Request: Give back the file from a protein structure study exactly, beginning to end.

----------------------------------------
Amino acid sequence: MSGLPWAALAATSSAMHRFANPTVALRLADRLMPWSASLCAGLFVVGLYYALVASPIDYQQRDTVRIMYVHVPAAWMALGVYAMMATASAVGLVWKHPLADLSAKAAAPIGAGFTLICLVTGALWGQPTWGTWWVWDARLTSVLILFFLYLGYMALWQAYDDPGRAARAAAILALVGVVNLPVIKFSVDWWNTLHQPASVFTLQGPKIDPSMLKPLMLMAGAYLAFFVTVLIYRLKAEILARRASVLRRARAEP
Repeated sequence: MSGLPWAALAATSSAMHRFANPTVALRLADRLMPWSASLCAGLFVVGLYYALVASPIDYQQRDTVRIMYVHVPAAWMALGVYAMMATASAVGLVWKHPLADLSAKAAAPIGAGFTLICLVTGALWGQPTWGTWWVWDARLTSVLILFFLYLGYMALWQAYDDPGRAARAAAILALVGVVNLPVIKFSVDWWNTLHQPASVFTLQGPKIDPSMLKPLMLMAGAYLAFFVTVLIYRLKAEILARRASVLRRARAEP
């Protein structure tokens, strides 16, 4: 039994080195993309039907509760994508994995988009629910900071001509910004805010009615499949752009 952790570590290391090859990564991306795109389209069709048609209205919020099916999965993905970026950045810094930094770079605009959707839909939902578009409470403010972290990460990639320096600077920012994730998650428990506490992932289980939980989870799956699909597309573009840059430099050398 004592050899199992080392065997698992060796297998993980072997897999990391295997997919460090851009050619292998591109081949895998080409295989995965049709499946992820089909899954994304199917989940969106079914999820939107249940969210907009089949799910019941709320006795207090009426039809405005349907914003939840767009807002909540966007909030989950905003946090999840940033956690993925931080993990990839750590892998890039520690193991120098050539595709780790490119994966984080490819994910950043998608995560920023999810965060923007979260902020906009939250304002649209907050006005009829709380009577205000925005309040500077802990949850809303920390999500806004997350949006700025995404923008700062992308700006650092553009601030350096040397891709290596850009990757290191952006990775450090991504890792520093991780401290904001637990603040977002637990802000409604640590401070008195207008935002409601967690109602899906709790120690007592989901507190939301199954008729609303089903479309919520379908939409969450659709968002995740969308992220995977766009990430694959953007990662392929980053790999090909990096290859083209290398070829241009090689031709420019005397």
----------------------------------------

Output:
Amino acid sequence: MSGLPWAALAATSSAMHRFANPTVALRLADRLMPWSASLCAGLFVVGLYYALVASPIDYQQRDTVRIMYVHVPAAWMALGVYAMMATASAVGLVWKHPLADLSAKAAAPIGAGFTLICLVTGALWGQPTWGTWWVWDARLTSVLILFFLYLGYMALWQAYDDPGRAARAAAILALVGVVNLPVIKFSVDWWNTLHQPASVFTLQGPKIDPSMLKPLMLMAGAYLAFFVTVLIYRLKAEILARRASVLRRARAEP
Repeated sequence: MSGLPWAALAATSSAMHRFANPTVALRLADRLMPWSASLCAGLFVVGLYYALVASPIDYQQRDTVRIMYVHVPAAWMALGVYAMMATASAVGLVWKHPLADLSAKAAAPIGAGFTLICLVTGALWGQPTWGTWWVWDARLTSVLILFFLYLGYMALWQAYDDPGRAARAAAILALVGVVNLPVIKFSVDWWNTLHQPASVFTLQGPKIDPSMLKPLMLMAGAYLAFFVTVLIYRLKAEILARRASVLRRARAEP
């Protein structure tokens, strides 16, 4: 039994080195993309039907509760994508994995988009629910900071001509910004805010009615499949752009 952790570590290391090859990564991306795109389209069709048609209205919020099916999965993905970026950045810094930094770079605009959707839909939902578009409470403010972290990460990639320096600077920012994730998650428990506490992932289980939980989870799956699909597309573009840059430099050398 004592050899199992080392065997698992060796297998993980072997897999990391295997997919460090851009050619292998591109081949895998080409295989995965049709499946992820089909899954994304199917989940969106079914999820939107249940969210907009089949799910019941709320006795207090009426039809405005349907914003939840767009807002909540966007909030989950905003946090999840940033956690993925931080993990990839750590892998890039520690193991120098050539595709780790490119994966984080490819994910950043998608995560920023999810965060923007979260902020906009939250304002649209907050006005009829709380009577205000925005309040500077802990949850809303920390999500806004997350949006700025995404923008700062992308700006650092553009601030350096040397891709290596850009990757290191952006990775450090991504890792520093991780401290904001637990603040977002637990802000409604640590401070008195207008935002409601967690109602899906709790120690007592989901507190939301199954008729609303089903479309919520379908939409969450659709968002995740969308992220995977766009990430694959953007990662392929980053790999090909990096290859083209290398070829241009090689031709420019005397």